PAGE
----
That sort of thing has been around since the Echelon days.

        The warheads arrive in December. The infidels shall have a merry Christmas.

  7. MMArtist141 MMA66 says:

    So America shouldn’t use targeted surveillance on foreigners it has evidence are connected to terrorist groups or foreign powers?https://fas.org/irp/agency/doj/fisa/faa-fact.pdf
    “As described in more detail below, Section 702 permits the government to target for surveillance foreign persons located outside the United States for the purpose of acquiring foreign intelligence information (with the compelled assistance of electronic communication service providers) while also providing a comprehensive oversight regime by all three branches of government to protect the constitutional and privacy interests of any U.S.
    person whose information may be incidentally acquired during the collection activity. Generally, Section 702 permits the Attorney General (AG) and the Director of National Intelligence (DNI) to authorize the IC to target foreign persons reasonably believed to be located outside the U.S. for the purpose of acquiring foreign intelligence information. This acquisition is conducted pursuant to a FISC order approving a certification and accompanying targeting and minimization procedures. As described in further detail below, these documents regulate the government’s use of Section 702 and provide protections for U.S. persons. The IC acquires this foreign intelligence information with the compelled assistance of electronic communication service providers, as directed by the AG and the DNI. Instead of issuing individual court orders, the FISC approves annual certifications submitted by the AG and the DNI that specify categories of foreign intelligence information, as defined by FISA, that the government
    is authorized to acquire pursuant to Section 702. The Office of the DNI (ODNI) has publicly released a sample of a certification, with required supporting documents, on its website IC on the Record.

    The AG and the DNI must also certify that IC elements will follow targeting procedures and
    minimization procedures that are approved by the FISC as part of the annual package.

    1) The targeting procedures are designed to ensure that only foreign persons located outside the U.S. are targeted for foreign intelligence collection purposes.

    2) The minimization procedures are intended to protect any U.S. person information that is
    incidentally acquired in the course of Section 702 collection. Like all other forms of legal authority that permit the government to target someone for foreign intelligence collection, Section 702
    authorizes collection of communications sent or received by the target—in other words, the collection will generally include information sent to the target from other communicants and vice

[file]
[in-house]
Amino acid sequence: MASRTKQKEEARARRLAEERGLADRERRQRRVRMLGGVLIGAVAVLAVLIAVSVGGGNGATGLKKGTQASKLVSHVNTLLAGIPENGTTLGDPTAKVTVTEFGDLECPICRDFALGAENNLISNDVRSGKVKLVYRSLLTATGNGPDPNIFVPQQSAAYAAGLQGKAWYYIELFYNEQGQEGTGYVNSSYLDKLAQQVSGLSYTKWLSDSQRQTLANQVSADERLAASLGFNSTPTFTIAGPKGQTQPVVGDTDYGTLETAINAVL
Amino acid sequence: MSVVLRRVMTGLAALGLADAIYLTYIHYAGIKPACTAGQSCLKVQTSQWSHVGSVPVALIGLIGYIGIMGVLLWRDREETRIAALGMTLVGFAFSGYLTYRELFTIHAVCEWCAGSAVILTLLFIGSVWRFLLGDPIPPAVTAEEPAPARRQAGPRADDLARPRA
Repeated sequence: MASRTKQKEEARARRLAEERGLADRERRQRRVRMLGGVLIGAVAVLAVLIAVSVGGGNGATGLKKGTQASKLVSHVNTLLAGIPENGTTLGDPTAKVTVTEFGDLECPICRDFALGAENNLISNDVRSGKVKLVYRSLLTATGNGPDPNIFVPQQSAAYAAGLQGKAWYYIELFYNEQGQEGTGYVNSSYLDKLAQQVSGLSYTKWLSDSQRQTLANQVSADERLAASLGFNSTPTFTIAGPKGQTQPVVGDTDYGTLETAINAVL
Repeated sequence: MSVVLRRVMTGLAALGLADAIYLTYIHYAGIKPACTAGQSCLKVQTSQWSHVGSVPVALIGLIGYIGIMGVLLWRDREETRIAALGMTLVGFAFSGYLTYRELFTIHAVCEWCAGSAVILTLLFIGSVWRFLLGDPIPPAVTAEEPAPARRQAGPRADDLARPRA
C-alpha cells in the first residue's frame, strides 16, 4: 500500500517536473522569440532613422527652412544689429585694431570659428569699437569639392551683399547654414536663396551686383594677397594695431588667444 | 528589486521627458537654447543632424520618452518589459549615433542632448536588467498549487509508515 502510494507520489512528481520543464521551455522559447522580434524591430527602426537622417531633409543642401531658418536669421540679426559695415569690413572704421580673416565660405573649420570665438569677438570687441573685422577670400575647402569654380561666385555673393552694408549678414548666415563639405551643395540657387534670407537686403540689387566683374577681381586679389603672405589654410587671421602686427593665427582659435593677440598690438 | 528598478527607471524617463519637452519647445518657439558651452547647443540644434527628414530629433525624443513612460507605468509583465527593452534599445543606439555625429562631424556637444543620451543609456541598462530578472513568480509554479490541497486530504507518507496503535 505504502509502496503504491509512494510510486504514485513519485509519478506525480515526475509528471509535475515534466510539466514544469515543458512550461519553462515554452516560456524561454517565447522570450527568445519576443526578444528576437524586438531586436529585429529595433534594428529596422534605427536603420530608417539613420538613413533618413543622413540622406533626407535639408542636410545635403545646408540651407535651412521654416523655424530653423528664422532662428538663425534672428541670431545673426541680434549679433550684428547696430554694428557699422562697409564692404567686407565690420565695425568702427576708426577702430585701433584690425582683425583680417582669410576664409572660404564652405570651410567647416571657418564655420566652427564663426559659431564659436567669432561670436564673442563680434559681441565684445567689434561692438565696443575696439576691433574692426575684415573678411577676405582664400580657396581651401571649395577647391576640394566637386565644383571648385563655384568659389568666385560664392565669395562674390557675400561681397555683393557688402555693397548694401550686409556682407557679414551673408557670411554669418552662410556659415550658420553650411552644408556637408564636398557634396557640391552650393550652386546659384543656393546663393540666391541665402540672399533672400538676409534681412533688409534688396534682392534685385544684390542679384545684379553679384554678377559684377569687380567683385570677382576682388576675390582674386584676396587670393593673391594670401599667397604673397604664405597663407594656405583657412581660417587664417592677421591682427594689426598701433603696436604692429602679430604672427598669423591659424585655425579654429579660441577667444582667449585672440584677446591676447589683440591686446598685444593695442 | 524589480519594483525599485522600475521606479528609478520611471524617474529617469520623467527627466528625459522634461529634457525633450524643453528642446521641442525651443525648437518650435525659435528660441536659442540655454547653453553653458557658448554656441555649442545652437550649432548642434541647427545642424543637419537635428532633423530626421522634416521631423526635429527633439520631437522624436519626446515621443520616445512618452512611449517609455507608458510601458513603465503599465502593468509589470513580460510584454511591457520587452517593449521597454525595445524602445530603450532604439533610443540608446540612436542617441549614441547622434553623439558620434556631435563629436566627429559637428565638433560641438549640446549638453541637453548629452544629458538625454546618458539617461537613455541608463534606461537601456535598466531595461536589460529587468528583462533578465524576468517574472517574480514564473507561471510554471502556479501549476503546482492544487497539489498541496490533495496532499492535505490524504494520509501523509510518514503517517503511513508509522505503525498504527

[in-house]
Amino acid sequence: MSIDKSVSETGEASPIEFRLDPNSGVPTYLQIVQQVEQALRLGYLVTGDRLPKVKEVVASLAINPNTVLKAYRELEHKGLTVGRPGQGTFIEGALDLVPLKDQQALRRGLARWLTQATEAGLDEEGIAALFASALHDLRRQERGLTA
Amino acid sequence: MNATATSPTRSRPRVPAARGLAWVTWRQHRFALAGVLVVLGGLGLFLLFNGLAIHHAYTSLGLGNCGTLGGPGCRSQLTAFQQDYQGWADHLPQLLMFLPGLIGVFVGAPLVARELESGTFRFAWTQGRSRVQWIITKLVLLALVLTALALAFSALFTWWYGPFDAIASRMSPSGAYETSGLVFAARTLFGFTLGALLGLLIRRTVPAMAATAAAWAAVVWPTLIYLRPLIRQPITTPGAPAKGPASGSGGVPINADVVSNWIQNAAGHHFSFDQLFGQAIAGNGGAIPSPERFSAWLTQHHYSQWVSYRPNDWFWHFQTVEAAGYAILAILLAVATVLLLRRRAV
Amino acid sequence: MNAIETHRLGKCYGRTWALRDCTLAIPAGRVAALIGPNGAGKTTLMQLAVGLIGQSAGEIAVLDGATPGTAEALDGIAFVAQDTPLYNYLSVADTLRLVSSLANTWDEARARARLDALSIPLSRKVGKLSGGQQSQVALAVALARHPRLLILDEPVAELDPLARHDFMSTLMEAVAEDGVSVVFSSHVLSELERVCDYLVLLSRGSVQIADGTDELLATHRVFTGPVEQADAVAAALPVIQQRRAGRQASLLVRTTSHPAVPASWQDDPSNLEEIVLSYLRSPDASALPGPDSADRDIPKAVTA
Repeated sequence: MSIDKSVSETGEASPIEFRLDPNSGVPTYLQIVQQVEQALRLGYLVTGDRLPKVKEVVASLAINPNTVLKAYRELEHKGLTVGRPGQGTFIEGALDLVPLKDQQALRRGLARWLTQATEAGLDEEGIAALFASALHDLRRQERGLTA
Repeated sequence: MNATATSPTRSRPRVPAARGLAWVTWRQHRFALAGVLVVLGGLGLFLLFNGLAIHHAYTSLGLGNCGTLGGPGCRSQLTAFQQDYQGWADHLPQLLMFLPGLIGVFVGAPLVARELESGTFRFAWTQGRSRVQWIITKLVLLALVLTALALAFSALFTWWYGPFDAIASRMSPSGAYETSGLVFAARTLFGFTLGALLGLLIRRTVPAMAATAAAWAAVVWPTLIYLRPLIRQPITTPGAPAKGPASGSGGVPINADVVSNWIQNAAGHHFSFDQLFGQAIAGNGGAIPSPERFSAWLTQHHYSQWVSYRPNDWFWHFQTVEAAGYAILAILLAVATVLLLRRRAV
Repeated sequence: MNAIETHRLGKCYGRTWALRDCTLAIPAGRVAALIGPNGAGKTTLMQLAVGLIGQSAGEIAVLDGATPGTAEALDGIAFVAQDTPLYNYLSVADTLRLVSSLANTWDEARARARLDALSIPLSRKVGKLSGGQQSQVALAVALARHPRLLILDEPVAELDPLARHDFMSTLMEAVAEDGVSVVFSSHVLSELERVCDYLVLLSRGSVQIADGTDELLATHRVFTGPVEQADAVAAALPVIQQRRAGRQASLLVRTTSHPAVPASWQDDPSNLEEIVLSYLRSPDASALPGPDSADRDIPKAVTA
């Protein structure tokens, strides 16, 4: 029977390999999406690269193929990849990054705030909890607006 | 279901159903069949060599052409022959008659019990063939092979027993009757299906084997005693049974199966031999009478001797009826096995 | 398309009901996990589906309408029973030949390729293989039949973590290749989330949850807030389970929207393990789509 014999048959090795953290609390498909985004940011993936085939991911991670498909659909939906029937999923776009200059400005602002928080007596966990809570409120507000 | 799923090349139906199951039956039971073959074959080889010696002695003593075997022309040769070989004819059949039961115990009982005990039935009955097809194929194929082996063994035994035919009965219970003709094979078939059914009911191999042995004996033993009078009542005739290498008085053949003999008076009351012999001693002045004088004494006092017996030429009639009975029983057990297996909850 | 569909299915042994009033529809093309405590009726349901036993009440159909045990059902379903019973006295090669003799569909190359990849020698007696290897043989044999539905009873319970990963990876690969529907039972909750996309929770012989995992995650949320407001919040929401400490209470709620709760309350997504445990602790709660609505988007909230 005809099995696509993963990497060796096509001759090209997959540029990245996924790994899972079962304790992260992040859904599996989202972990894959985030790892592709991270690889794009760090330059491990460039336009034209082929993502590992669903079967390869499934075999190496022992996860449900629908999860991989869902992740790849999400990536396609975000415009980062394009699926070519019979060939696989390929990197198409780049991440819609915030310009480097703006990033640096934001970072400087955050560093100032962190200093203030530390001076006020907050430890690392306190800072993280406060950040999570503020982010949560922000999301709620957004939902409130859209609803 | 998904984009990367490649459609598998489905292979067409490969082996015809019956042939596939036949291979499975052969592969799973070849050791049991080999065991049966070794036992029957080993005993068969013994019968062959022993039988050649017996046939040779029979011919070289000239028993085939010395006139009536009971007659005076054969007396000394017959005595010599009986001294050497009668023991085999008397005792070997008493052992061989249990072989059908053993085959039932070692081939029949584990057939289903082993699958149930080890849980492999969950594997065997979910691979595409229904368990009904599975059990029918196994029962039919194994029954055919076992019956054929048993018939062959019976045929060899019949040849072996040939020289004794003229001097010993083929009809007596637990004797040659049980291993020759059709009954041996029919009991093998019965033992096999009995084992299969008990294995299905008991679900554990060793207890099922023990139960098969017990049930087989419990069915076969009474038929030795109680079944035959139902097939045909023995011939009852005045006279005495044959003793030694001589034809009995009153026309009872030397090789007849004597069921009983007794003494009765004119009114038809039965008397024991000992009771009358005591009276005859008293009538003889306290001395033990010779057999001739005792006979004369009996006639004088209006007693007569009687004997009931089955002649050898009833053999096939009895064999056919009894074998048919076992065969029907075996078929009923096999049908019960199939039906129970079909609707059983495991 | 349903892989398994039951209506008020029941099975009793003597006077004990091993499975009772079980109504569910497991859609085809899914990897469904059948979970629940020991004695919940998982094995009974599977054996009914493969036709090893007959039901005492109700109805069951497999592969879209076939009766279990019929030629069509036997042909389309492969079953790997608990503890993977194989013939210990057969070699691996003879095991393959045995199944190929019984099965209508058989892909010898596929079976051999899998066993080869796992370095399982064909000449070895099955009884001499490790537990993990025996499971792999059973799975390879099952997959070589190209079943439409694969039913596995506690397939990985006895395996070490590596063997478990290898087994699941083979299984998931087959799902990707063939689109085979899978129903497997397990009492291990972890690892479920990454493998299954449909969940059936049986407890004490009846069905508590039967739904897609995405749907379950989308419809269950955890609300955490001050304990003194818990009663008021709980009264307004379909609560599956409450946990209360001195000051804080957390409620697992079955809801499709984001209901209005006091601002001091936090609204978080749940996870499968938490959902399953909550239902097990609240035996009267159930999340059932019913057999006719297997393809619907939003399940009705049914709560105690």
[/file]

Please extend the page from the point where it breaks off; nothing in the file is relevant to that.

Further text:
versa. As Congress understood when it passed the FAA, and as is true with any form of surveillance, a foreign person who has been targeted for collection under FISA Section 702 may communicate
    with, or discuss information concerning, a U.S. person. This is considered “incidental” acquisition of the information concerning the U.S. person, as the U.S. person was not the target of collection.
    Protection of this incidentally acquired U.S. person information is the reason why Congress requires minimization procedures for Section 702 collection. FISC approved minimization procedures regulate the retention and dissemination of information concerning U.S. Persons, including who may receive such information and how it is handled. Recently approved minimization procedures are available on IC on the Record…

    Once the FISC approves the certifications, including the targeting and minimization procedures, the AG and the DNI can compel electronic communications service providers to assist in IC elements’ collection against authorized Section 702 targets. A recent FISC opinion, dated November 2015, approving Section 702 certifications is available on IC on the Record.”

    *Legal and constitutional:*
    “Congress recognized the constitutionality of Section 702 when it reauthorized the FAA in 2012. Further, federal courts have consistently upheld the constitutionality of Section 702. For example, in United *_States v. Mohamud_*, (9th Cir. Dec. 5, 2016), the court unanimously held that no warrant is required for a search targeted at a foreign person abroad, who lacks Fourth Amendment rights, even though some U.S. person communications were incidentally acquired in that collection. The court found that Section 702 collection was reasonable under the Fourth Amendment’s reasonableness balancing test, and that the targeting and minimization procedures sufficiently protected the defendant’s privacy interests.”